With Lt. Gov. Mazie Hirono looking on, at left, campaign chairs Carol and Michael May untied a maile lei to dedicate the new 211 call center for the Aloha United Way yesterday. The new service will help people in Hawaii get health-related information.

‘211’ service arrives in isles
to field health-related queries

Officials hope it will help the
elderly, disabled and illiterate

By Pat Gee

Hawaii has become the second state in the nation to establish a "211" number, which will be manned 24 hours a day, to call for health and human services referrals.

The Aloha United Way launched the 211 service in the downtown area yesterday.

AUW President Irving Lauber said the new number would make a "tremendous difference" in helping people "navigate the maze of services" provided by some 1,700 government and private agencies.

The public may be familiar with the service previously called ASK-2000 (or 275-2000), available since 1990, says program director Havinne Anderson. Neighbor islanders could call 1-877-275-6569 toll free. Both numbers are still viable and will be automatically connected to 211 for at least the next six months until people are used to calling the new number, she said.

Seventeen staffers (10 more than they used to have) are providing 24-hour coverage, she said. The service actually went into effect six weeks ago before the official launch, she added.

Lauber credited Lt. Gov. Mazie Hirono for "greasing the wheels" of bureaucracy and the expertise of Verizon Hawaii in setting up the service. The number is listed in the first few white pages of the new phone book.

Maj. Kenneth Simmons of the Honolulu Police Department said he was hoping the 211 service will help lessen the number of non-emergency phone calls received by 911 operators. Sixty percent of the 1 million calls each year are non-emergencies.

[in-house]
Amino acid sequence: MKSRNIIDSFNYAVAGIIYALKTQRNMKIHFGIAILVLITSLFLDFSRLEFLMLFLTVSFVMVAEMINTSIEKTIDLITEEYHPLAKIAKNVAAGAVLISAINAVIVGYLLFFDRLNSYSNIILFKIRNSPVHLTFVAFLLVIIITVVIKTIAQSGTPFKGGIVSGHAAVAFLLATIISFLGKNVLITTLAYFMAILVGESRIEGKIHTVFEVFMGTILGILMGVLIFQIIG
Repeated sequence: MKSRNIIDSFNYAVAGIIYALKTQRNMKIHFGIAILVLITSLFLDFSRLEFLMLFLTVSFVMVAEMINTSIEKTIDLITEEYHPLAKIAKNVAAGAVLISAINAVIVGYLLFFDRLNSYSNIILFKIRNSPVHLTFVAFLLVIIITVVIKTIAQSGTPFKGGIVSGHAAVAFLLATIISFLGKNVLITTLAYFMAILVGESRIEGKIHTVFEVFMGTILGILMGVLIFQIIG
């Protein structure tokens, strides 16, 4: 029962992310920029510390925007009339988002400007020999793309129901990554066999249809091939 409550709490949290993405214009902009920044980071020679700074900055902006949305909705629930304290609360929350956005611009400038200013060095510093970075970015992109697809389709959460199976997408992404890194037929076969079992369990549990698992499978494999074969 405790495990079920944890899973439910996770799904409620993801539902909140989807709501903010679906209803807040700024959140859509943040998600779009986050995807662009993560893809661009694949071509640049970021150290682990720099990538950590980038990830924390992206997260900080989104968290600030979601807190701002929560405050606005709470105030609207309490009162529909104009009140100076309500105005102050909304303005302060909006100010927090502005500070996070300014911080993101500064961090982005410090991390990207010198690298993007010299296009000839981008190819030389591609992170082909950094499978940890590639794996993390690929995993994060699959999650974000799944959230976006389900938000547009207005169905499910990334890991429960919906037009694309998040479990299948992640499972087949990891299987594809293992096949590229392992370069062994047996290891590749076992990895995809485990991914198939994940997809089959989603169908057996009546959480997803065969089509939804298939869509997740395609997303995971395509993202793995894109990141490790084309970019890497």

The new number provides information for things like food pantries, financial aid and rent assistance, and children's health insurance, the three most requested services.

It is also a hotline for a variety of community services, including free immunization and free tax preparation assistance, as well as an emergency number in time of disaster.

Other services include domestic and drug abuse, job placement, child care, summer camp information, and volunteer opportunities.

Lauber said he hoped 211 would help the most vulnerable in the community, for example, the elderly, disabled or those who can't read.

The deaf can access 211 by calling their local Telecommunications Relay Service or through the AUW Web site at Language Translation services can be provided on a case-by-case basis.

Susan Doyle, AUW's vice president of community building, said she anticipated the number of calls to double with the ease of dialing 211 instead of calling a seven-digit or toll free number. The organization receives calls from approximately five percent of Hawaii's estimated 1.2 million residents, she said.

Connecticut was the first state to launch the service, and Lauber said it is expected that every state will soon be hooked up to the number.

Health and human service nonprofit and government agencies can submit or update information online or call 543-2260 for a form.

E-mail to City Desk


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